Reduction of severe and moderate malnutrition among under-five children by half
Child Child Malnutrition Malnutrition
Where chronic malnutrition is highest
Countries where stuntingin under-fives is 40 per cent or more
Korea, Dem. People’s Rep. Zambia Burundi Nepal Afghanistan Yemen Ethiopia Madagascar Malawi Cambodia Guatemala India Nigeria Bangladesh Congo, Dem. Rep.Lesotho Mauritania Tanzania Rwanda Comoros Lao PDR Bhutan Niger
60 59 57 54 52 52 51 49 49 46 46 46 46 45 45 44 44 44 43 42 41 40 40
Source for all charts, graphs and tables: UNICEF, 2001.
ResultUnderweight prevalence declined from 32 per cent to 28 per cent in developing countries over the past decade. The most remarkable progress has been in East Asia and the Pacific.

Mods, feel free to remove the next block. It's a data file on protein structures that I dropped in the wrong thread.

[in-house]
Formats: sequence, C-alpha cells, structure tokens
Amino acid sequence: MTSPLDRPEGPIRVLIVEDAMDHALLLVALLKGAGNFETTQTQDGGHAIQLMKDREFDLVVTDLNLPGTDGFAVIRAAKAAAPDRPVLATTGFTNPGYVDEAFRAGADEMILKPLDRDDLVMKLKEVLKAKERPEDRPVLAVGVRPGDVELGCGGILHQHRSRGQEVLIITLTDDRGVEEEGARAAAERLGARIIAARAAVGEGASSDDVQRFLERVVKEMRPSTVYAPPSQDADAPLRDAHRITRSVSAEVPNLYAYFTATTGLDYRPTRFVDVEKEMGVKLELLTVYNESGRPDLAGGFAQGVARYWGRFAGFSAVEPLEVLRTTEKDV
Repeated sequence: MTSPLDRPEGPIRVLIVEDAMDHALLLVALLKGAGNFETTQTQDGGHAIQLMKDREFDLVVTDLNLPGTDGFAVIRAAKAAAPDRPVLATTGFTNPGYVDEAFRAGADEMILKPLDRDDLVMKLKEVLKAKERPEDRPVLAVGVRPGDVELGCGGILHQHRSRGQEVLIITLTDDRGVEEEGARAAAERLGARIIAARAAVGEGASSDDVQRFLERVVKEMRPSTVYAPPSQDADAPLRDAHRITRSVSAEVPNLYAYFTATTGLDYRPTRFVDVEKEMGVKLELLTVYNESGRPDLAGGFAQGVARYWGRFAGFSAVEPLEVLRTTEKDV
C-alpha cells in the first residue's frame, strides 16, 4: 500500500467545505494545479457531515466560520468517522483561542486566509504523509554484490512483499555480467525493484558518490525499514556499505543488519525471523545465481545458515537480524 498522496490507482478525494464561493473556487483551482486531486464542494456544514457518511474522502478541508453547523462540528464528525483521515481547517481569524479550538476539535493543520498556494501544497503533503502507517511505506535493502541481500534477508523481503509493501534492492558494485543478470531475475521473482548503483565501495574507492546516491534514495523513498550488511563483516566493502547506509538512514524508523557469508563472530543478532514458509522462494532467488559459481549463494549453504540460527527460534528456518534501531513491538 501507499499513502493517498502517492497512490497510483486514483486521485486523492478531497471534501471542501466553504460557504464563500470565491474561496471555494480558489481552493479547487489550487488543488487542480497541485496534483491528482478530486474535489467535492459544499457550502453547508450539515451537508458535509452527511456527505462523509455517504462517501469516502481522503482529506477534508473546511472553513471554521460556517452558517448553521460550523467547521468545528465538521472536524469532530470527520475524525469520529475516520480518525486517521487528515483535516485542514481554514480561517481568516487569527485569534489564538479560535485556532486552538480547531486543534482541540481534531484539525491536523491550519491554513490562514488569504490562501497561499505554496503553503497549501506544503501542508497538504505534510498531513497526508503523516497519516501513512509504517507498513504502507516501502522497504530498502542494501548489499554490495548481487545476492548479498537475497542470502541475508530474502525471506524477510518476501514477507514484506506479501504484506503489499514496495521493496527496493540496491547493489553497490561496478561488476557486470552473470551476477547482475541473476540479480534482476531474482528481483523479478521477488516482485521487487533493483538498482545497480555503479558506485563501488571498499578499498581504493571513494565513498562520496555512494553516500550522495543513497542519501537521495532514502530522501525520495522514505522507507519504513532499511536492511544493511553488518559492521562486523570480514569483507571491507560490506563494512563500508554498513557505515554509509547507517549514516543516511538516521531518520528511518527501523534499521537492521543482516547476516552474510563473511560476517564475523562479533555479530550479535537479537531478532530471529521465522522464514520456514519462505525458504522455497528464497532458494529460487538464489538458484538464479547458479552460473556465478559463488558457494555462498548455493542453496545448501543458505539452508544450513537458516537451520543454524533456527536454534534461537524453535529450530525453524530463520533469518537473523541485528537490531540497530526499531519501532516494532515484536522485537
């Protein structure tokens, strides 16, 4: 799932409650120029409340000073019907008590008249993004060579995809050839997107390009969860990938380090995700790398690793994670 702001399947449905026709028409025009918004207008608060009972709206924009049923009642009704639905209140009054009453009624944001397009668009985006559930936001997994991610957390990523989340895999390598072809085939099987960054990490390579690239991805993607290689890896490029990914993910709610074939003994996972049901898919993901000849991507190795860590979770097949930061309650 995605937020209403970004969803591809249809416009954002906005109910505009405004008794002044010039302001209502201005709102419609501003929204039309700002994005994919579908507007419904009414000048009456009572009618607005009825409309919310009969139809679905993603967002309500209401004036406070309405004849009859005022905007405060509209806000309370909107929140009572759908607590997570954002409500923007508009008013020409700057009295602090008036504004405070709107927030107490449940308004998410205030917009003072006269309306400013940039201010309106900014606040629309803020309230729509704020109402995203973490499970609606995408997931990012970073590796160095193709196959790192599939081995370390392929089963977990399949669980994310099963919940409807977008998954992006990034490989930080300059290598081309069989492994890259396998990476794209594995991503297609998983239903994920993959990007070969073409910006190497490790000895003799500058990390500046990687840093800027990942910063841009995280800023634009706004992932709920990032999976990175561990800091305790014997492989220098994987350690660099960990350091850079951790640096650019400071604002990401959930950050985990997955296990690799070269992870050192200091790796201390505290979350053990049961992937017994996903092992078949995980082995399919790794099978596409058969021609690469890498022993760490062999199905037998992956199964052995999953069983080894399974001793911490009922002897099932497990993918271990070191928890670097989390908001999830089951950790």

Progress during the1990s
Countries where under weight prevalence declined by 25 per cent or more
Tunisia Dominican Rep. Bhutan Chile China Mexico Jamaica Venezuela Guyana Algeria
60 56 51 50 49 46 46 39 36 35 3434 29 29 28 27 27 26
0 10 20 30 40 Goal: 50% 60 reduction
The high levels of undernutrition in children and women in South Asia and sub-Saharan Africa pose a major challenge for childsurvival and development. Progress is made when provision of basic services is combined with support for initiatives that inform and empower communities and families (particularly women) to ensureadequate nutrient intake and prevent infectious disease.
Malnutrition is associated with about half of all child deaths worldwide. Malnourished children have lowered resistance to infection; theyare more likely to die from common childhood ailments like diarrhoeal diseases and respiratory infections; and for those who survive, frequent illness saps their nutritional status, locking them into avicious cycle of recurring sickness, faltering growth and diminished learning ability.
Indonesia Colombia Guatemala Bolivia Peru Bangladesh El Salvador Viet Nam
Per cent decline